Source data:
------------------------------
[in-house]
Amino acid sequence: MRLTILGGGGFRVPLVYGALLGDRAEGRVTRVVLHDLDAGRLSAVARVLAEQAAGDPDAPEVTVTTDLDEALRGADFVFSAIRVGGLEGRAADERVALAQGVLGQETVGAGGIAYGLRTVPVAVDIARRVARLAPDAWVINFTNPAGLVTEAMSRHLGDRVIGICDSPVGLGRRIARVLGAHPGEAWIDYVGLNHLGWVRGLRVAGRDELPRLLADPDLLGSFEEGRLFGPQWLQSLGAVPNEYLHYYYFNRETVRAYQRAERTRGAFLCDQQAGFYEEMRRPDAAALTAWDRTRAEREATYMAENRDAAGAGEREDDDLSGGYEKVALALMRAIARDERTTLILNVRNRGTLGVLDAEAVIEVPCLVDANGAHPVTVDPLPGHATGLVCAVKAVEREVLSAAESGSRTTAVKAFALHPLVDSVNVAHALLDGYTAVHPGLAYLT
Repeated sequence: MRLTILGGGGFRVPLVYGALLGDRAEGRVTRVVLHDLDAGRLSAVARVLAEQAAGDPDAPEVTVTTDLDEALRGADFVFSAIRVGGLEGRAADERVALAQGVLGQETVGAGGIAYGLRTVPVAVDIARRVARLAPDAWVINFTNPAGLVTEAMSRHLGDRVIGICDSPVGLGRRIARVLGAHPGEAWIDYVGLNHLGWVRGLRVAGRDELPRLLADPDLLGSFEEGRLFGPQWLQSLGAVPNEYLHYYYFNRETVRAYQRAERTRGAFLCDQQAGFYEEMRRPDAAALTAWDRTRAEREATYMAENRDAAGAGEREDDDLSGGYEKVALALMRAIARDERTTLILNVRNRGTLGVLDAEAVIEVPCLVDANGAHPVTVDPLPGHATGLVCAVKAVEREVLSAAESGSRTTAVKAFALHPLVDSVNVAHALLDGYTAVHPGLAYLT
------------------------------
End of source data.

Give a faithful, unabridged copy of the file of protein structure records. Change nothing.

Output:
[in-house]
Amino acid sequence: MRLTILGGGGFRVPLVYGALLGDRAEGRVTRVVLHDLDAGRLSAVARVLAEQAAGDPDAPEVTVTTDLDEALRGADFVFSAIRVGGLEGRAADERVALAQGVLGQETVGAGGIAYGLRTVPVAVDIARRVARLAPDAWVINFTNPAGLVTEAMSRHLGDRVIGICDSPVGLGRRIARVLGAHPGEAWIDYVGLNHLGWVRGLRVAGRDELPRLLADPDLLGSFEEGRLFGPQWLQSLGAVPNEYLHYYYFNRETVRAYQRAERTRGAFLCDQQAGFYEEMRRPDAAALTAWDRTRAEREATYMAENRDAAGAGEREDDDLSGGYEKVALALMRAIARDERTTLILNVRNRGTLGVLDAEAVIEVPCLVDANGAHPVTVDPLPGHATGLVCAVKAVEREVLSAAESGSRTTAVKAFALHPLVDSVNVAHALLDGYTAVHPGLAYLT
Repeated sequence: MRLTILGGGGFRVPLVYGALLGDRAEGRVTRVVLHDLDAGRLSAVARVLAEQAAGDPDAPEVTVTTDLDEALRGADFVFSAIRVGGLEGRAADERVALAQGVLGQETVGAGGIAYGLRTVPVAVDIARRVARLAPDAWVINFTNPAGLVTEAMSRHLGDRVIGICDSPVGLGRRIARVLGAHPGEAWIDYVGLNHLGWVRGLRVAGRDELPRLLADPDLLGSFEEGRLFGPQWLQSLGAVPNEYLHYYYFNRETVRAYQRAERTRGAFLCDQQAGFYEEMRRPDAAALTAWDRTRAEREATYMAENRDAAGAGEREDDDLSGGYEKVALALMRAIARDERTTLILNVRNRGTLGVLDAEAVIEVPCLVDANGAHPVTVDPLPGHATGLVCAVKAVEREVLSAAESGSRTTAVKAFALHPLVDSVNVAHALLDGYTAVHPGLAYLT